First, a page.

Asian stocks rose on Monday amid hopes that a massive US stimulus package would bolster the economy, while the dollar clung near a one-month high against the yen as investor risk aversion waned despite grim US data.
Hong Kong shares opened 1.5% higher, heading for a fourth day of gains and their longest winning streak in two months, while Japan’s Nikkei average climbed for a second straight day.
Wall Street rallied broadly on Friday after figures showing US job losses in January were the worst in 34 years, sparking hopes that Congress will act quickly to pass a stimulus package to help the economy. But the US administration pushed back the announcement of a keenly awaited bank rescue plan until Tuesday from Monday as it pressed lawmakers to settle their differences over the huge stimulus plan.
“Investors picked up exporters for now on short-covering, but it’s doubtful if the market will continue to gain,” said Takahiko Murai, general manager of equities at Nozomi Securities in Tokyo. “The market’s focus could shift back to the deteriorating state of the economy once it sees the US stimulus plan, which appears to be somewhat going backward, including uncertainty over the establishment of a ‘bad bank’ scheme.”
Squabbling over the US rescue plan was set to continue on Monday, when the Democratic-led Senate votes to end debate on an $827 billion rescue package so it can be passed on Tuesday. US President Barack Obama has demanded that the bill be on his desk for signing into law by next Monday.
Japan’s Nikkei stock average rose 1%, with Honda Motor Co and Toyota Motor Corp climbing despite Toyota’s forecast of a larger than expected loss on Friday since bad news had been widely anticipated.
But shares in Nomura Holdings Inc, Japan’s biggest brokerage, sank 10% to a 26-year low amid concerns that a plan to issue up to $3.3 billion in new stock to bolster its capital would dilute earnings. The MSCI index of Asia-Pacific stocks outside Japan climbed 0.9%. Hong Kong’s Hang Seng rose 1.1%.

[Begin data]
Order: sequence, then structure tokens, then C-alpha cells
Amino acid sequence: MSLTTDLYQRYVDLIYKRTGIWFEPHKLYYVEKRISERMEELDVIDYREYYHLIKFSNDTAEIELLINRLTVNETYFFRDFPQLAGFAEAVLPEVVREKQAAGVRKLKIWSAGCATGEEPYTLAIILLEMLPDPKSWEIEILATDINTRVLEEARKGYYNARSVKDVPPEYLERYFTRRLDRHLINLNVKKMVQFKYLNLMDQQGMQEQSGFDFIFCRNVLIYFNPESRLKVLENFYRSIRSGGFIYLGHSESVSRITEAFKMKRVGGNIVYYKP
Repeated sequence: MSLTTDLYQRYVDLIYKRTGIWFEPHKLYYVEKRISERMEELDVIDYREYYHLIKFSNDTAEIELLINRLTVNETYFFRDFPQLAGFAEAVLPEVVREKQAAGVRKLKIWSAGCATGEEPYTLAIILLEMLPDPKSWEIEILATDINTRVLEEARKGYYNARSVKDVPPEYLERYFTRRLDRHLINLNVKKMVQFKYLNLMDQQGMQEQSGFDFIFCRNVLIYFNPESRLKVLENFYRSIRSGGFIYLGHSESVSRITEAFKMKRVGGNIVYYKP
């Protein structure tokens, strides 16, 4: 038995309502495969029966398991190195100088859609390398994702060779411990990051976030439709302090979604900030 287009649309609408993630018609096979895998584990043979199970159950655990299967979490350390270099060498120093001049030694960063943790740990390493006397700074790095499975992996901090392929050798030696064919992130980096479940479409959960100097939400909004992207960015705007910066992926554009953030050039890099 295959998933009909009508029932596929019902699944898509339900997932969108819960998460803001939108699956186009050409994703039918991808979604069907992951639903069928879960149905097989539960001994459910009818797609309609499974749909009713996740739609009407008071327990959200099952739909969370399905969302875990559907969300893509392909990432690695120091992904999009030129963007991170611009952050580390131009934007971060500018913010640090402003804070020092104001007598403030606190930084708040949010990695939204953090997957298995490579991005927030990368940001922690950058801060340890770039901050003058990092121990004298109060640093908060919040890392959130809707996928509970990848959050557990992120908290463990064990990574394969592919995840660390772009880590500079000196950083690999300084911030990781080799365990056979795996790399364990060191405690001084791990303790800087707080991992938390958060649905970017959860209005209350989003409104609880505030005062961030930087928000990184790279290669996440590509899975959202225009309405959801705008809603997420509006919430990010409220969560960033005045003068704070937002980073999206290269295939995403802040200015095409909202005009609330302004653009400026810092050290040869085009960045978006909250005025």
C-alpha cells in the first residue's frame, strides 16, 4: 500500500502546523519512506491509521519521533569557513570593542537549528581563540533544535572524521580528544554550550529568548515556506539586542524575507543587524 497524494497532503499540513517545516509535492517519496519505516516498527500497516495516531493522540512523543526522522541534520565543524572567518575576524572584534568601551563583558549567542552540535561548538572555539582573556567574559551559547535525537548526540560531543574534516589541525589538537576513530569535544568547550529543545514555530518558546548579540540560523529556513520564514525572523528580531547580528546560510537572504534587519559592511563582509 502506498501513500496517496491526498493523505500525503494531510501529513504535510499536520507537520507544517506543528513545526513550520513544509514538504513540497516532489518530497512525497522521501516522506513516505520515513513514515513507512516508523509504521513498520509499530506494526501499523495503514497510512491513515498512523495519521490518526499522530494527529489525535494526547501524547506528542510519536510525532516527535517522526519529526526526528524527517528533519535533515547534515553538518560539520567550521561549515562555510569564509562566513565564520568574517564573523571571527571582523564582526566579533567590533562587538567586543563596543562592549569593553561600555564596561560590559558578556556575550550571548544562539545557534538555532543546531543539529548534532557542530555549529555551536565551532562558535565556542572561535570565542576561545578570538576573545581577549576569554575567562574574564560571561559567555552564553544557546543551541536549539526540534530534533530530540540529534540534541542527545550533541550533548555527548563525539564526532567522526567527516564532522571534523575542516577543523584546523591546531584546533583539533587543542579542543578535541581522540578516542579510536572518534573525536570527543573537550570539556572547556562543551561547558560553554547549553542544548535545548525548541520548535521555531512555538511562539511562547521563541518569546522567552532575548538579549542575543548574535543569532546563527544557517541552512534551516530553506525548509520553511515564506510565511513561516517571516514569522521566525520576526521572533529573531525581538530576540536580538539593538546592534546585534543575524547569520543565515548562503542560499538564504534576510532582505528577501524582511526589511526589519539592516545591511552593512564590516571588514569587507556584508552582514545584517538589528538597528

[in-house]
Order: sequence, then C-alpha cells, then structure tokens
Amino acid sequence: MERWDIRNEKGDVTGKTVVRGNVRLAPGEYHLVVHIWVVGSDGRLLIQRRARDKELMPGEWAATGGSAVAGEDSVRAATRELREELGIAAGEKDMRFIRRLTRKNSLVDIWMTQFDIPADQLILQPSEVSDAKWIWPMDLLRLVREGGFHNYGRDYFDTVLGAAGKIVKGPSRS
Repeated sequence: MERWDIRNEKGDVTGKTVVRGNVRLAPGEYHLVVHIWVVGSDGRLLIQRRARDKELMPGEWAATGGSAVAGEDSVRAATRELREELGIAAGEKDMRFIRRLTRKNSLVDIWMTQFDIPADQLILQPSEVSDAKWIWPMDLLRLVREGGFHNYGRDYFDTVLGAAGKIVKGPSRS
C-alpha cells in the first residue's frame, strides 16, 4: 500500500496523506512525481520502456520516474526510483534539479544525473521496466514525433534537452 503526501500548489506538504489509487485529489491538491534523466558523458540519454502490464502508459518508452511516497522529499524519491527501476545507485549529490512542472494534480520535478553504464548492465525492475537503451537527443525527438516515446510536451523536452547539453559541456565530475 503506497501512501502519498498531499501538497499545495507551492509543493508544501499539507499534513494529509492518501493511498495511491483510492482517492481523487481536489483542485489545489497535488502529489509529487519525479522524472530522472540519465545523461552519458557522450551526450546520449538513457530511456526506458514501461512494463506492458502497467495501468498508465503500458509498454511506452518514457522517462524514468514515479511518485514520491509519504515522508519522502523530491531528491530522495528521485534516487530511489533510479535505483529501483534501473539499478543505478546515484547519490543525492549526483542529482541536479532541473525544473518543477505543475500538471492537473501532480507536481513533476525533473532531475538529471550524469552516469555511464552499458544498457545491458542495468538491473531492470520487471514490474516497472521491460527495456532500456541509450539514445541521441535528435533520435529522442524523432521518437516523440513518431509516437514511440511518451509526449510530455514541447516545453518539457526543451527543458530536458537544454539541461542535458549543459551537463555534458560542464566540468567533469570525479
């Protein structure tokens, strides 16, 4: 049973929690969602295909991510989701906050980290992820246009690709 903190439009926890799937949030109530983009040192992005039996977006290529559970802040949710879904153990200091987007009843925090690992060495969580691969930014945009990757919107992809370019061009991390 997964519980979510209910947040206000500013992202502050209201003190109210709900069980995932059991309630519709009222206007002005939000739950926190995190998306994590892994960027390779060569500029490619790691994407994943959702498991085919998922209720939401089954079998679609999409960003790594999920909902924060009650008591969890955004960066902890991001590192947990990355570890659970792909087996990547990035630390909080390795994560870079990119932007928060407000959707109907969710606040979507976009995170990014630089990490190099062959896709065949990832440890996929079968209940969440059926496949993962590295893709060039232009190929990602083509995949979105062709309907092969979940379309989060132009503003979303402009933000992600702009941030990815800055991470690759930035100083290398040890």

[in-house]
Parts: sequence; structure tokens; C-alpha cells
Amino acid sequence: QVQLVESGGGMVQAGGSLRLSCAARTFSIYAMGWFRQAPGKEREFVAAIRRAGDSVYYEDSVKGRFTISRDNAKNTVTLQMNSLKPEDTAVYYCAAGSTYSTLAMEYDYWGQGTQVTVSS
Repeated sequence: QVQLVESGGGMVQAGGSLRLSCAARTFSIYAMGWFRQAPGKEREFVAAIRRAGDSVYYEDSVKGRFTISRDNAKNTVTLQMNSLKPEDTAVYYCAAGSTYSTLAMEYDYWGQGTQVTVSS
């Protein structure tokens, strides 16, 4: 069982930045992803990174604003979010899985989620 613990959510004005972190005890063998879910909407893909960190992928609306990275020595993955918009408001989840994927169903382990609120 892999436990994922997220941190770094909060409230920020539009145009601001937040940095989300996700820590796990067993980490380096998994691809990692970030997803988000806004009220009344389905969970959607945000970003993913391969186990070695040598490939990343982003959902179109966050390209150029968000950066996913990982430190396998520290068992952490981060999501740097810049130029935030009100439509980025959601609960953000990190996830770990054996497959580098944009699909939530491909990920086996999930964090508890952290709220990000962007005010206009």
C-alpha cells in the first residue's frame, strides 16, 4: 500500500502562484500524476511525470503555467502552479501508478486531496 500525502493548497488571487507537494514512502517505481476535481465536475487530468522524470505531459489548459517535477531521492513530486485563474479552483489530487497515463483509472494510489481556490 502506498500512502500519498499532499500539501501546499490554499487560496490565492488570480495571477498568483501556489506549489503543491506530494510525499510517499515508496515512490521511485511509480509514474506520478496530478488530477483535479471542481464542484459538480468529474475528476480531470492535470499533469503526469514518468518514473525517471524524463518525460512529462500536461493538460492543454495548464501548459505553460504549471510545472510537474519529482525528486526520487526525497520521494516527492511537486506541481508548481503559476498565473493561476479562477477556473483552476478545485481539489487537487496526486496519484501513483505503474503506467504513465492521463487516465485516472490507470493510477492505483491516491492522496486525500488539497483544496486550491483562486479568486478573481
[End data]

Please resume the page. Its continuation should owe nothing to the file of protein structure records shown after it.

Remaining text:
COPPER GAINS ON CHINA HOPES
Copper surged more than 8% on Friday on hopes for an economic recovery in China, an aggressive rally that bolstered shares of global miners such as Rio Tinto Ltd,Plc, which helped lead Australian shares higher. Mitsubishi Corp and other Japanese trading firms also benefited.
But gold slipped as players took profits after a recent rally, with rising expectations that the US stimulus package was likely to steer some funds away from gold as risk appetite rises.
The dollar hit a one-month high against the yen before falling back slightly, giving little reaction to data showing Japan’s current account surplus fell 92.1% in December from a year earlier.
The US currency traded around ¥91.72 after climbing to ¥92.42 earlier on trading platform EBS, its highest since early January. The euro was at $1.2950. The Australian dollar was struggling to hold onto gains after hitting a three-week high offshore on Friday, trading at about $0.6685.
The yield on the benchmark 10-year US Treasury note fell nearly 3 basis points to 2.970% from Friday, when it briefly touched 3% for the first time since late November. The March 10-year Japanese government bond future was unchanged at 138.35.
Oil took a breather from its recent decline and steadied around $40 a barrel on Monday as hopes that swift passage of the US stimulus package outweighed demand concerns, with US crude for March delivery edging down by one cent to $40.17. (Reuters)